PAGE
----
Excerpts from the Boston Globe – January 6, 2022
The Grammy-winning audio engineer behind the BSO’s radio broadcasts has recorded scores of virtual classical concerts.
Within Boston’s classical music sphere, the name Antonio Oliart Ros is synonymous with excellence in recording. Outside of that small world, relatively few people know who he is. But if you’ve listened to any virtual classical concerts recorded by a Boston ensemble or artist since Memorial Day 2020, you’ve probably heard his work, whether you knew it or not.
As the engineer behind CRB Classical 99.5′s weekly Boston Symphony Orchestra broadcasts and its “In Concert” series, as well as numerous albums — two won him Grammy Awards in 2019 — he was already one of the busiest people in the industry before the pandemic. But at a time when live music was at a standstill and gathering performers and audience in the same room was unthinkable, Oliart Ros took prolific to a new level.
“Given that GBH is a TV station and a radio station, the pandemic forced us to join the two teams and say, ‘Look, here’s an opportunity of helping the music community, and becoming this virtual concert hall,’ ” Oliart Ros said in a Zoom interview.
Since last spring, he has recorded more than 75 virtual or hybrid performances produced by GBH, including the Handel and Haydn Society’s “Messiah for Our Time” in December 2020 and the Tällberg Foundation’s “Jazz for the Planet” sessions in October 2021. Behind the console at hybrid performances, he uses his skills to deliver the virtual audience the closest possible approximation of the rich, full sound they’d expect at a concert hall. His upcoming scheduled public concerts include Rob Kapilow’s “What Makes it Great?” celebrating the music of Lerner and Loewe, presented by Celebrity Series (Jan. 21) and a program of Handel and Vivaldi with Boston Baroque (March 19), both at GBH.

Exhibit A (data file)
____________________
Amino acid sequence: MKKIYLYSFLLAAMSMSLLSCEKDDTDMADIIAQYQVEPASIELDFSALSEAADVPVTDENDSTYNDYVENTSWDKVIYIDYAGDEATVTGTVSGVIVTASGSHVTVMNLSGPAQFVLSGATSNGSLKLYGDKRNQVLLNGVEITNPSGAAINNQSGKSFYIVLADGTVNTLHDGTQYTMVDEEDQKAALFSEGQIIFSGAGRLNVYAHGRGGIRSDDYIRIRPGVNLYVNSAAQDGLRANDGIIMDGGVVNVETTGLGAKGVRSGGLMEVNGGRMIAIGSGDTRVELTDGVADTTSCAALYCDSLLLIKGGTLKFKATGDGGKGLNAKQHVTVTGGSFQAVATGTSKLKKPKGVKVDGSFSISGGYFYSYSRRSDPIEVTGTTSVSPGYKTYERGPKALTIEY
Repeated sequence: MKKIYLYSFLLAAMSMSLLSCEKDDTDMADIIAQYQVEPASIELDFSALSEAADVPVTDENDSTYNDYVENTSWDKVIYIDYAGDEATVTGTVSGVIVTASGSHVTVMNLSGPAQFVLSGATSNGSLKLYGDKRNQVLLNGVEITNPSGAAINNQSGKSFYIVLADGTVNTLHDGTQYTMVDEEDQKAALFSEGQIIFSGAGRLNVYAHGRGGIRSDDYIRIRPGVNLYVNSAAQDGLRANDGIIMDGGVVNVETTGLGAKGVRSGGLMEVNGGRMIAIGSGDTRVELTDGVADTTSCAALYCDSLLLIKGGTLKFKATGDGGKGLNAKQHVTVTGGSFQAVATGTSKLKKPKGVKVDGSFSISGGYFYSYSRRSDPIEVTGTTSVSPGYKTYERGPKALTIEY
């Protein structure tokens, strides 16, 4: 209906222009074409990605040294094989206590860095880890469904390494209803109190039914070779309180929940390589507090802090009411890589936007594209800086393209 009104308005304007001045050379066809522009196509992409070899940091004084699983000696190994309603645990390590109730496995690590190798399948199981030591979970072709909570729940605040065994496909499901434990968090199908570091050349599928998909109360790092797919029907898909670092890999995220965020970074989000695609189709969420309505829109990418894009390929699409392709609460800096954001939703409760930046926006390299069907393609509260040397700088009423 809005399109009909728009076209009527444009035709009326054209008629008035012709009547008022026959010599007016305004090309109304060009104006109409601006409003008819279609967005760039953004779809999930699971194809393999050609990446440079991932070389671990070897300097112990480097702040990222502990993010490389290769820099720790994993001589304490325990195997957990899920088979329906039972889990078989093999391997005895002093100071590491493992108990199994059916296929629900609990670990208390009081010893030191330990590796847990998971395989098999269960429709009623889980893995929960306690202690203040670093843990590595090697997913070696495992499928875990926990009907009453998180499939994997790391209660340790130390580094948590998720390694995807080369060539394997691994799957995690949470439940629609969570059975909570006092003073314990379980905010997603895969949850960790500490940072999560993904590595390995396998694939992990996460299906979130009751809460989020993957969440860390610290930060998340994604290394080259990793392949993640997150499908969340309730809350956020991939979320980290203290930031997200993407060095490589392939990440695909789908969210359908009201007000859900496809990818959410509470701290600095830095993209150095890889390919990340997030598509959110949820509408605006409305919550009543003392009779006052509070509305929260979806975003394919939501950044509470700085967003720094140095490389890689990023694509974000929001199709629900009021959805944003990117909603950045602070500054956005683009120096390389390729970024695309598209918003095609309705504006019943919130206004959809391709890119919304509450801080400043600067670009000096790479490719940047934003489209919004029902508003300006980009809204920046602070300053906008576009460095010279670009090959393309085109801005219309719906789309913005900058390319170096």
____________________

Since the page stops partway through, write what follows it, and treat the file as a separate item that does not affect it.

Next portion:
“A lot of recording is about solving problems,” said Anthony Rudel, GBH general manager for music. “Antonio is wonderful at thinking through the problems and solving them.”
”Even if I’m obsessing about something, he doesn’t get impatient or angry, but is always ready to try more things and work some more,” said violinist Augustin Hadelich, whose recording of Bach sonatas and partitas — recorded at GBH’s Fraser Performance Studio with Oliart Ros in summer 2020 — is nominated for a 2022 Grammy Award in the Best Classical Instrumental Solo category.
Oliart Ros arrived at GBH in 1995 after following a serpentine path to a career in audio engineering. Born in Veracruz, Mexico, he grew up immersed in the “son jarocho” (“Veracruz sound”) folk music of the region. He started playing the flute as a teenager and continued studying privately even as he pursued a degree in electrical engineering — one he never completed. At the encouragement of his teacher, a visiting American named Karl Kraber, he applied to Mannes School of Music in New York City and was accepted. But hints at his future career were already visible: during his first year at Mannes, the school relocated from the city’s Upper East Side to the Upper West Side, and a recording studio was in the offing for the new facility.
“I didn’t know anything about recording back then. But I knew about electrical engineering, and I was a student from Mexico and needed a job,” Oliart Ros said. “So I volunteered to help . . . and that’s how I started.” He would go on to play a central role in designing Fraser when GBH moved to its current complex in Brighton….